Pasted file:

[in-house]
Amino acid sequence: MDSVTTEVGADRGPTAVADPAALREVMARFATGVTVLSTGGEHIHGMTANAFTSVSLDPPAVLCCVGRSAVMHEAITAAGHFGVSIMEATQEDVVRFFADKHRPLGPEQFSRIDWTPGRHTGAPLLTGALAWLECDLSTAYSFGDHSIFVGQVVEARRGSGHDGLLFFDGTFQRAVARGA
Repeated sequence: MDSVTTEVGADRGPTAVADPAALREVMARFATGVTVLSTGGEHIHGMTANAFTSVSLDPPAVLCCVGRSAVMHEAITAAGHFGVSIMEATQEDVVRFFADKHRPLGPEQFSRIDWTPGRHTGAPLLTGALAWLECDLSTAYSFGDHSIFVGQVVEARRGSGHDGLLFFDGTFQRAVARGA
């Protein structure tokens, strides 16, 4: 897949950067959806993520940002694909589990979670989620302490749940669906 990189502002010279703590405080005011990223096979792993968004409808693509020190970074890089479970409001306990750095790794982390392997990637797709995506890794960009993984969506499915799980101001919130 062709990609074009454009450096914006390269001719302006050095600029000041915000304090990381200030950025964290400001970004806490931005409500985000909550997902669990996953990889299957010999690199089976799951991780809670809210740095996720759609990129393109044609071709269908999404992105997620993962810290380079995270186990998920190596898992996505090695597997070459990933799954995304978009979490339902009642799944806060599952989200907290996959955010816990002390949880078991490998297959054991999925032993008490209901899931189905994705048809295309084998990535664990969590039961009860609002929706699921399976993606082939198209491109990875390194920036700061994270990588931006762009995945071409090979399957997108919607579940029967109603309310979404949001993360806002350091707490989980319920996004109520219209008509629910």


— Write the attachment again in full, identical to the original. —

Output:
[in-house]
Amino acid sequence: MDSVTTEVGADRGPTAVADPAALREVMARFATGVTVLSTGGEHIHGMTANAFTSVSLDPPAVLCCVGRSAVMHEAITAAGHFGVSIMEATQEDVVRFFADKHRPLGPEQFSRIDWTPGRHTGAPLLTGALAWLECDLSTAYSFGDHSIFVGQVVEARRGSGHDGLLFFDGTFQRAVARGA
Repeated sequence: MDSVTTEVGADRGPTAVADPAALREVMARFATGVTVLSTGGEHIHGMTANAFTSVSLDPPAVLCCVGRSAVMHEAITAAGHFGVSIMEATQEDVVRFFADKHRPLGPEQFSRIDWTPGRHTGAPLLTGALAWLECDLSTAYSFGDHSIFVGQVVEARRGSGHDGLLFFDGTFQRAVARGA
């Protein structure tokens, strides 16, 4: 897949950067959806993520940002694909589990979670989620302490749940669906 990189502002010279703590405080005011990223096979792993968004409808693509020190970074890089479970409001306990750095790794982390392997990637797709995506890794960009993984969506499915799980101001919130 062709990609074009454009450096914006390269001719302006050095600029000041915000304090990381200030950025964290400001970004806490931005409500985000909550997902669990996953990889299957010999690199089976799951991780809670809210740095996720759609990129393109044609071709269908999404992105997620993962810290380079995270186990998920190596898992996505090695597997070459990933799954995304978009979490339902009642799944806060599952989200907290996959955010816990002390949880078991490998297959054991999925032993008490209901899931189905994705048809295309084998990535664990969590039961009860609002929706699921399976993606082939198209491109990875390194920036700061994270990588931006762009995945071409090979399957997108919607579940029967109603309310979404949001993360806002350091707490989980319920996004109520219209008509629910």